European Securitization Overall Bank of the Year — Barclays
This award recognises the UK bank for providing a complete service built on collaboration. Barclays’ success is about more than deal volume and big transactions
Barclays’ European securitization team’s pitch stood out, in a very strong field, to everyone on the GlobalCapital editorial team for the bank’s breadth of services, commitment to ESG, and continued innovation as uncertainty reigned throughout the capital markets in 2022.
It was clear from the start of 2022 that the year would challenge the European securitization market more than a bumper 2021 that had been fuelled by cheap central bank funding schemes. But if the shift away from years of low interest rates and low inflation was already inevitable, the shock was intensified by Russia’s invasion of Ukraine in February.
Amid all this, Barclays was able to carry out over £4bn of new lending within its securitized products business, execute some of the largest deals in the primary European securitization markets and facilitate innovative solutions for clients — just when they needed it most.
The “full front-to-back solution”, as Matt Weir, managing director and head of European securitized products calls it, allowed Barclays to provide a range of options for its clients. Moreover, the securitized products business is not siloed, and the culture is one of collaboration.
Michael Nartey, head of European securitized products solutions agrees.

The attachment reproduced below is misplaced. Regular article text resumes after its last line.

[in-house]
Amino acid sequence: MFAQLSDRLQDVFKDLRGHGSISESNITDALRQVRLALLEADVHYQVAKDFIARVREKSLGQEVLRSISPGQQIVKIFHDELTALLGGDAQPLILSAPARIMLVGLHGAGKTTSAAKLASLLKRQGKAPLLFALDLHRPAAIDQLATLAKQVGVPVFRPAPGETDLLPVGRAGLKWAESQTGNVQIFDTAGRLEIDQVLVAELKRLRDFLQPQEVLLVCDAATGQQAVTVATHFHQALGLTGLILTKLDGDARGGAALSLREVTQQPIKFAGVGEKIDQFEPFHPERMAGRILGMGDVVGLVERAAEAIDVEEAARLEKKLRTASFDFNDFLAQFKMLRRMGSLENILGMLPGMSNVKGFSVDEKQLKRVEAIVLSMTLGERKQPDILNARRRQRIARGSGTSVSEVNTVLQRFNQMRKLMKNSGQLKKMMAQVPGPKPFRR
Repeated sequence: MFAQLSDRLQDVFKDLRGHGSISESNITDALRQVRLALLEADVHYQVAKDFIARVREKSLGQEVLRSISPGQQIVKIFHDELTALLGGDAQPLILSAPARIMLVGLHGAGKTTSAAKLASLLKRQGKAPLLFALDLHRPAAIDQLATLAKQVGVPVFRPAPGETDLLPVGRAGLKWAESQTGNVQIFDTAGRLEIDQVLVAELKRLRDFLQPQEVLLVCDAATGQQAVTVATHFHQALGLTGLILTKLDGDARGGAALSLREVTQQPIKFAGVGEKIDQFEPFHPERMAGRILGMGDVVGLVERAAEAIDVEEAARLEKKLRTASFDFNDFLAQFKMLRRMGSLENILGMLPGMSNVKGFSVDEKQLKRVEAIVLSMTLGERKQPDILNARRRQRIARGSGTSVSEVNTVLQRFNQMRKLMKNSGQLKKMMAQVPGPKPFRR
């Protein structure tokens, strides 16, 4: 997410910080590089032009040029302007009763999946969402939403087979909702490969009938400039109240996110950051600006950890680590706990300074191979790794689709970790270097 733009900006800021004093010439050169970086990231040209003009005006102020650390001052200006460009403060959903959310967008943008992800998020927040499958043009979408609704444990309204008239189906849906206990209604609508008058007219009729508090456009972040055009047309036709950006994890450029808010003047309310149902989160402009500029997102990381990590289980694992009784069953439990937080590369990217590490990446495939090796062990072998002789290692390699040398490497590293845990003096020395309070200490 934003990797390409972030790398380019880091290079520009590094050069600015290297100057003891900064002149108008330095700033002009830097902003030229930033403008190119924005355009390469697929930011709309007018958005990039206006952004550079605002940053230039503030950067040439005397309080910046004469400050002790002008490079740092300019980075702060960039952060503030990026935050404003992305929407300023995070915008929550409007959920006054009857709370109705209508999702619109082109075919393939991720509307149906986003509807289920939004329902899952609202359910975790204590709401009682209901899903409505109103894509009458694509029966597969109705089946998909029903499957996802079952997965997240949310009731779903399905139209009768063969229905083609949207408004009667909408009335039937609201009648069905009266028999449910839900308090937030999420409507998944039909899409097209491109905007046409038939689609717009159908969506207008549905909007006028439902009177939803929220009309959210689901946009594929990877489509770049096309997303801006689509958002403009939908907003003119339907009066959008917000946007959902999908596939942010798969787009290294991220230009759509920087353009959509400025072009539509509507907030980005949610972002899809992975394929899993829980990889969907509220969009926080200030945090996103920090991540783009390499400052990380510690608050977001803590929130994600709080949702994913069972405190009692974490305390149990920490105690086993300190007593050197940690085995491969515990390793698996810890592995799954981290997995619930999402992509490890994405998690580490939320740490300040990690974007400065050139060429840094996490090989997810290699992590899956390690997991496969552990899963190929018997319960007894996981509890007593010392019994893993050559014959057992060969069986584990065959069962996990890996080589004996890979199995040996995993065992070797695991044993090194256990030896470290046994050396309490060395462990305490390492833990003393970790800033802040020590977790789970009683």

“We've never tried to be all things to all people all of the time, but the things that we want to do, we do well,” he says.
Barclays said in December 2022 that it would facilitate $1tr of sustainable and transition financing by the end of 2030 across the entire bank, and the securitization team’s dedication to ESG is clear.
Public ESG transactions have been hard to come by in European securitization, but the tide is turning, driven by activity in the private markets. Indeed, in July 2022 Spanish solar firm Perfecta Energia worked with Barclays to close the first European solar ABS warehouse. The bank also provided $150m of a $300m commitment to support finance Swedish electric freight company Einride’s first major debt raise, the largest financing for electric heavy-duty vehicles to date.
However, Barclays’ work with UK energy regulator Ofgem was perhaps the jewel in the crown. Weir calls it one of his “favourite trades ever”.
As the UK was hit hard by the sharp rise in energy prices, it led to 29 energy providers going bust in 2022. Many of the largest providers had already signed up to be Suppliers of Last Resort (SoLRs), taking on customers whose energy provider had been unable to serve them. However, payments for providing energy to those new customers, known as Last Resort Supply Payment (LRSP) claims, were made over 12 months.
With energy providers already stretched, Barclays worked with Ofgem to provide an £810m solution through a receivables financing structure that the SoLRs can use as their LRSP claims come through. Receiving the payments up front helped create additional liquidity in the UK energy sector as it came under severe stress.
“It's hard to quantify the deal’s impact precisely, but it’s approximately £1 per household that is not on UK consumers’ energy bills this year,” says Gordon Beck, Barclays’ head of corporate and sustainable securitization. “It was one of the most complex transactions that anyone who worked on it will be involved in in their careers.”
Meanwhile, Barclays’ success in the public markets was led by Ed Ballin, head of ABS syndicate. In 2022, Barclays registered its biggest year leading ABS primary issuance since 2008, heading up the RMBS league tables with around 17% of market share and taking 12% of CLO new issues too.
Ballin says that being part of the largest deals, like the £6.4bn refinancing of the 2017 Ripon Mortgages UK RMBS, was “a product of a lot of the financing and lending we do behind the scenes”.